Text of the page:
diminished salivary flow; this saliva is different in its protein
composition and amylase and aminopeptidase activity, com-
promising the immune function of the saliva.
   Poor nutrition results in delayed eruption and delayed
exfoliation of deciduous teeth. In addition to the increased
rate of caries in malnourished children, the peak caries expe-
rience is delayed by approximately 2 years. The increased
caries rate may simply be related to the length of time a tooth
is in the oral cavity; if the delay in exfoliation is greater than
the delay in eruption, the tooth is in the mouth a longer time,
and it is exposed to caries-producing bacteria longer. Chil-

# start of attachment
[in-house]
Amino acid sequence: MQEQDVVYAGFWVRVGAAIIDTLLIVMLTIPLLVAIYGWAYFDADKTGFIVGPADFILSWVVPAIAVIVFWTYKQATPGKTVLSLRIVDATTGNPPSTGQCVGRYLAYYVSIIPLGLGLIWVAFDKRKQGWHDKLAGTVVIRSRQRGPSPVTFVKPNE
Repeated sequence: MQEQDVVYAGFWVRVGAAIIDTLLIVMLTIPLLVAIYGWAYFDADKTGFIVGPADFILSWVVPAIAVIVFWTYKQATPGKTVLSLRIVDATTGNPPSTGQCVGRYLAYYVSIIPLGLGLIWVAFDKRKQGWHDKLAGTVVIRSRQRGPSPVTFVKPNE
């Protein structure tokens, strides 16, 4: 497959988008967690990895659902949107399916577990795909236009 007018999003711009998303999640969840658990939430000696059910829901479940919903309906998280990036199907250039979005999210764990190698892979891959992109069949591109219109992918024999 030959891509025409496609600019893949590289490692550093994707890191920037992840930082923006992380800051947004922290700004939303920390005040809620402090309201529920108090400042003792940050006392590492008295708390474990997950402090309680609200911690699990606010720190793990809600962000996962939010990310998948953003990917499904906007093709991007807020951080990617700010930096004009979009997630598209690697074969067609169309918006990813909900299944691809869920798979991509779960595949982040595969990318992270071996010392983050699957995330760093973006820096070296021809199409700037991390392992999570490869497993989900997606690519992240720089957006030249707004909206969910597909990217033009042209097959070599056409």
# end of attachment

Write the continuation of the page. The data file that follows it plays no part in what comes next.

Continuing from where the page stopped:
dren with malnutrition (e.g., in developing countries and in
many urban and rural areas in developed countries) have
different dietary habits overall and oral environments that
are not conducive to dental caries. However, the teeth in
these populations are highly susceptible to dental caries.
Increased caries susceptibility may be related to alterations
in structure of tooth crowns and diminished salivary flow,
or changes in saliva composition may be related to malnutri-
tion issues.   
   Epithelium, connective tissue, and bone also may be
poorly developed. An increase in acid solubility associated
with chemical alterations of the exposed enamel surface may
contribute to increased caries susceptibility.
   The periodontium includes the hard and soft tissues sur-
rounding and supporting the teeth: gingival, alveolar mucosa,
cementum, periodontal ligament, and alveolar bone. An
insufficient intake of protein results in negative nitrogen
balance depleting nitrogen reserves, reducing blood protein
levels, and decreasing resistance of the periodontium to
infections. In addition, the ability of the periodontium to